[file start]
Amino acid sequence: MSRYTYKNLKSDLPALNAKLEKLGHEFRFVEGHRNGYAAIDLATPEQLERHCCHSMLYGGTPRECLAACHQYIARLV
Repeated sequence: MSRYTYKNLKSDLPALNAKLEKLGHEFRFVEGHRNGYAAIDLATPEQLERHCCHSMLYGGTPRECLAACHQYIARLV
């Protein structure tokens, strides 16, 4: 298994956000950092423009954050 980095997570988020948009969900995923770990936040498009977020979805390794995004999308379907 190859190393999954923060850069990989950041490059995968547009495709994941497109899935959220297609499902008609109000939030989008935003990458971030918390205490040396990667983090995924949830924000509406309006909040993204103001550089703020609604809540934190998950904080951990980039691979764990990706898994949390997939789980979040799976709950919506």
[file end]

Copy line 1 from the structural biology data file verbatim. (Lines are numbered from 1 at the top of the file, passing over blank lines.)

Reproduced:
Amino acid sequence: MSRYTYKNLKSDLPALNAKLEKLGHEFRFVEGHRNGYAAIDLATPEQLERHCCHSMLYGGTPRECLAACHQYIARLV